2019 Kia Niro EV first drive review: Battery-operated Bolt battler – Roadshow
December 4, 2018
Universal Robots Celebrates 10 Year Anniversary of Selling the World’s First Commercially Viable Collaborative Robot
December 5, 2018
Show all

This Plant Is Driving Its Own Robot

A robot that can detect a plant’s electrochemical signals goes where the plant wants it to go

Cybernetics usually refers to humans enhancing themselves with robotic parts. Sometimes, we heard about animal-robot cyborgs, or insect-robot cyborgs. It’s not all that often that we hear about plant-robot cyborgs, because what’s a plant going to do with a robot, right? But you could argue that plants have the most to gain from robotic enhancements, because otherwise (with a few totally cool exceptions) plants aren’t capable of mobility or manipulation at all.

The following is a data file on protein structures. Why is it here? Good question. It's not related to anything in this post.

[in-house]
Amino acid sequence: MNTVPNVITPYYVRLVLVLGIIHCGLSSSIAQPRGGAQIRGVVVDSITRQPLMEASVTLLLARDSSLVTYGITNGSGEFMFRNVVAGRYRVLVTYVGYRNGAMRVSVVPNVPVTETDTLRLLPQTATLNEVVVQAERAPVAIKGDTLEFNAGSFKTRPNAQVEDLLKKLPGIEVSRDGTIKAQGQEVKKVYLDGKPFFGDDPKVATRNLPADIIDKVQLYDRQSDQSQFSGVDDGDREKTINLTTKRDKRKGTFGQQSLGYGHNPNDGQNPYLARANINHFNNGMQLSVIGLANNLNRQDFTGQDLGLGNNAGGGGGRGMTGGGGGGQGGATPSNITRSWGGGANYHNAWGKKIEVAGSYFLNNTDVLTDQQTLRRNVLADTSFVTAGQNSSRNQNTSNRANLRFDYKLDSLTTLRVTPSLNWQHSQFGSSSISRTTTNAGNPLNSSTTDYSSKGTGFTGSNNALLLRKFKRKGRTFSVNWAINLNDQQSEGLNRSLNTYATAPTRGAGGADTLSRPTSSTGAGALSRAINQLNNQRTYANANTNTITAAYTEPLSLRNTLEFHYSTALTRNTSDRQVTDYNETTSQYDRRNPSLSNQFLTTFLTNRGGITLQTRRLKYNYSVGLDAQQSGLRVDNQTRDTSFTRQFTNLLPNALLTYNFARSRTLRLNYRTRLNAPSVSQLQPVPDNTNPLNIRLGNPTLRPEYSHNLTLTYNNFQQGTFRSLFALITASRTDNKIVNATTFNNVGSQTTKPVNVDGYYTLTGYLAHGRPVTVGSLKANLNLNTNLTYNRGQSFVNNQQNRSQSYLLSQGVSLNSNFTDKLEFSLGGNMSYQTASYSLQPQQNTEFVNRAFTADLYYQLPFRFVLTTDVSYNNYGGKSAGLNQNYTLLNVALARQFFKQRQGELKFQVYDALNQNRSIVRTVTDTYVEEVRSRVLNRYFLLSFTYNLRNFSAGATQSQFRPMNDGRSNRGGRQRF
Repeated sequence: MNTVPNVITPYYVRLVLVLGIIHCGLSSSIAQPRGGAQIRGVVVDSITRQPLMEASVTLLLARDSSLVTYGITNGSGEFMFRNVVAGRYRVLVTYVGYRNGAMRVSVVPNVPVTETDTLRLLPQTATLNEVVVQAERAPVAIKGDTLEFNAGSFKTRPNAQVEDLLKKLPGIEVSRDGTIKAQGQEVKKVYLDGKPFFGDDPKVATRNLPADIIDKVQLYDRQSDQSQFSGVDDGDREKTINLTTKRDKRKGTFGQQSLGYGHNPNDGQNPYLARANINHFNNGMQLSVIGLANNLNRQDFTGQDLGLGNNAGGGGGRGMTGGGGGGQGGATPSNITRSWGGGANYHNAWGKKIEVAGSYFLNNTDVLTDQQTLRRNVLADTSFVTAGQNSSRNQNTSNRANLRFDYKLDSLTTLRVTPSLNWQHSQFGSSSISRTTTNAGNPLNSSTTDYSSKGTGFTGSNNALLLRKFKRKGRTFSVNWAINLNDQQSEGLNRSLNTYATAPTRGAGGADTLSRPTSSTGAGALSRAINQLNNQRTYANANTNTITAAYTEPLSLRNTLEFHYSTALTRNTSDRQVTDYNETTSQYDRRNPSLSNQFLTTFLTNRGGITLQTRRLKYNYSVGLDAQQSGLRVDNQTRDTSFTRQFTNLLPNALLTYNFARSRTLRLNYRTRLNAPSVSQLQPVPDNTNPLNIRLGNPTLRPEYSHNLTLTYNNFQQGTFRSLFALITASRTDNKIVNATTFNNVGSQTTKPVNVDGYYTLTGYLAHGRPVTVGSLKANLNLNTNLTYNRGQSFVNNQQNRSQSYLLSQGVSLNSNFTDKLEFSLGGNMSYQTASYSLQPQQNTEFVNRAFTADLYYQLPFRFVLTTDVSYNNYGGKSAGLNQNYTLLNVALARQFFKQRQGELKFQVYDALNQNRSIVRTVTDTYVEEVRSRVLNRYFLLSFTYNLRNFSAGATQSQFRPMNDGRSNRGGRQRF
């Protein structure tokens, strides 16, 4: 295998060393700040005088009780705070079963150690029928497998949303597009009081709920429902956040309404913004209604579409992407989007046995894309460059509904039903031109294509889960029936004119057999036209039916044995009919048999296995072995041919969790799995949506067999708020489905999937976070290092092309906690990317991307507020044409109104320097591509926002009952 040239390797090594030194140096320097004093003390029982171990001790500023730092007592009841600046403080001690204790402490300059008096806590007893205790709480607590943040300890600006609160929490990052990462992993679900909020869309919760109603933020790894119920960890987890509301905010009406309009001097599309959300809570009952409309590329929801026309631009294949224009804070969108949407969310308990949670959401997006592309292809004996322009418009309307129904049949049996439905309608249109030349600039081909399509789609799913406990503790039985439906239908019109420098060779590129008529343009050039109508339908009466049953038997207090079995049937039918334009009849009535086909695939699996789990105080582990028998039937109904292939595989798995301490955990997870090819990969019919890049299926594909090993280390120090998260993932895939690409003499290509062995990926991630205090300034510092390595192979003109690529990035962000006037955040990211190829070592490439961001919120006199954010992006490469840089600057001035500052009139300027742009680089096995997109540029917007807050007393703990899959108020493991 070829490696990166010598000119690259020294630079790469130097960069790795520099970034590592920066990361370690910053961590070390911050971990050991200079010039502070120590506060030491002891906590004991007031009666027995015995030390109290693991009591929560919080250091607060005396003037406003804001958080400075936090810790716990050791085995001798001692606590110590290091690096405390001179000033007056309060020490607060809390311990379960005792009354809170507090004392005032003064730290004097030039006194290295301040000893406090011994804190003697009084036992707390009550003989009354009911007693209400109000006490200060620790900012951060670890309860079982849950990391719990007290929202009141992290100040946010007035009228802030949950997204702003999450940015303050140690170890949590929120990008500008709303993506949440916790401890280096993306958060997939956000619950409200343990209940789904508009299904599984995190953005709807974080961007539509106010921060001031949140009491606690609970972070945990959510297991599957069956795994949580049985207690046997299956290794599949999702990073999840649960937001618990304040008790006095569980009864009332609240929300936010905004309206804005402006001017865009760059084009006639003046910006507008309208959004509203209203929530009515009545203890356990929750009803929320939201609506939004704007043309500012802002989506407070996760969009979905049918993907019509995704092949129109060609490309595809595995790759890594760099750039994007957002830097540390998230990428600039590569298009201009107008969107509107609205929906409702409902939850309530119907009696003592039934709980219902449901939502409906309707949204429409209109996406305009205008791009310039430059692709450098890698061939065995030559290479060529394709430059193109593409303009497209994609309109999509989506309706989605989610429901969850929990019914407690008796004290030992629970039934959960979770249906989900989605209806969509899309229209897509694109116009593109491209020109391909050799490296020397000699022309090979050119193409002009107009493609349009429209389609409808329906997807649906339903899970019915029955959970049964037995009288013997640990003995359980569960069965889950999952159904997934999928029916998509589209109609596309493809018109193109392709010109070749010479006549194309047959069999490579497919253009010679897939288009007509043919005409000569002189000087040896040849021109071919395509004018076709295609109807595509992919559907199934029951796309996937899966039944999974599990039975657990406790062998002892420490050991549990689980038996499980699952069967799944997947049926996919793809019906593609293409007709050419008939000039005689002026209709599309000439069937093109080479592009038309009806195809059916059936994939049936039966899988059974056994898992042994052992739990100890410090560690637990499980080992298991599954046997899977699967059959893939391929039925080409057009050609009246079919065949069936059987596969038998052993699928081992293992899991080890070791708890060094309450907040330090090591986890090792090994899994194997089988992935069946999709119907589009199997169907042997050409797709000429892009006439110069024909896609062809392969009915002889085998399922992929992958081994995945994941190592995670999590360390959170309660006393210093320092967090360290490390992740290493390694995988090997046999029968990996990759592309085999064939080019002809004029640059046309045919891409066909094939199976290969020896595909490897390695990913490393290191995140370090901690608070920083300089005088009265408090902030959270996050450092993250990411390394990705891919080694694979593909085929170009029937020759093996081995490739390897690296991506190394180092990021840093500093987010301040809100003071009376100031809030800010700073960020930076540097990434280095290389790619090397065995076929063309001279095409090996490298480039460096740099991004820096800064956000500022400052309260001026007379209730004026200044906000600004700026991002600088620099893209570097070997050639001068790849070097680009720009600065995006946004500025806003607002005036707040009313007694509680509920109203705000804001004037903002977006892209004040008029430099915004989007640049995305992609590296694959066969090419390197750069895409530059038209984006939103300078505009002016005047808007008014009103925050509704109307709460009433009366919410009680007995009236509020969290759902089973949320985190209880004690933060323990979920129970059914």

It’s straightforward to see how mobility and manipulation could be useful for plants, but the real question is, How do you get a plant to tell its robotic parts what to do? At the MIT Media Lab, Harpreet Sareen is trying to figure this out, and Elowan the mobile cybernetic plant is just the first in “a series of plant-electronic hybrid experiments.”